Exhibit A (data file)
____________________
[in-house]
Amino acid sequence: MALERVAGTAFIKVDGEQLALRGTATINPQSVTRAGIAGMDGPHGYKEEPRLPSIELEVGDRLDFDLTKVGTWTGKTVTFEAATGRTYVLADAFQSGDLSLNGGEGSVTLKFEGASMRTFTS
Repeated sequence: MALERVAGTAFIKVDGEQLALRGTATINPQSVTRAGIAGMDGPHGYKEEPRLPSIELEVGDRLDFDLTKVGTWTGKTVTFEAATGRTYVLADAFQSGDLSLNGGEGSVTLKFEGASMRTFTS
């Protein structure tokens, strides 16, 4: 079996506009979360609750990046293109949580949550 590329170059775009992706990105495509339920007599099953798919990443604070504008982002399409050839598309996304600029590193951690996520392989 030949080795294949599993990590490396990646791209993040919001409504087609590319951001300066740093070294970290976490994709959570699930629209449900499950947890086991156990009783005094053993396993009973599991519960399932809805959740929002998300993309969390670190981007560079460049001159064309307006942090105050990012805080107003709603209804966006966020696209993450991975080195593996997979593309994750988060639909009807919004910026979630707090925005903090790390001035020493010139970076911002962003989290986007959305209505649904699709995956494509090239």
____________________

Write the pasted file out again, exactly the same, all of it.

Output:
[in-house]
Amino acid sequence: MALERVAGTAFIKVDGEQLALRGTATINPQSVTRAGIAGMDGPHGYKEEPRLPSIELEVGDRLDFDLTKVGTWTGKTVTFEAATGRTYVLADAFQSGDLSLNGGEGSVTLKFEGASMRTFTS
Repeated sequence: MALERVAGTAFIKVDGEQLALRGTATINPQSVTRAGIAGMDGPHGYKEEPRLPSIELEVGDRLDFDLTKVGTWTGKTVTFEAATGRTYVLADAFQSGDLSLNGGEGSVTLKFEGASMRTFTS
């Protein structure tokens, strides 16, 4: 079996506009979360609750990046293109949580949550 590329170059775009992706990105495509339920007599099953798919990443604070504008982002399409050839598309996304600029590193951690996520392989 030949080795294949599993990590490396990646791209993040919001409504087609590319951001300066740093070294970290976490994709959570699930629209449900499950947890086991156990009783005094053993396993009973599991519960399932809805959740929002998300993309969390670190981007560079460049001159064309307006942090105050990012805080107003709603209804966006966020696209993450991975080195593996997979593309994750988060639909009807919004910026979630707090925005903090790390001035020493010139970076911002962003989290986007959305209505649904699709995956494509090239």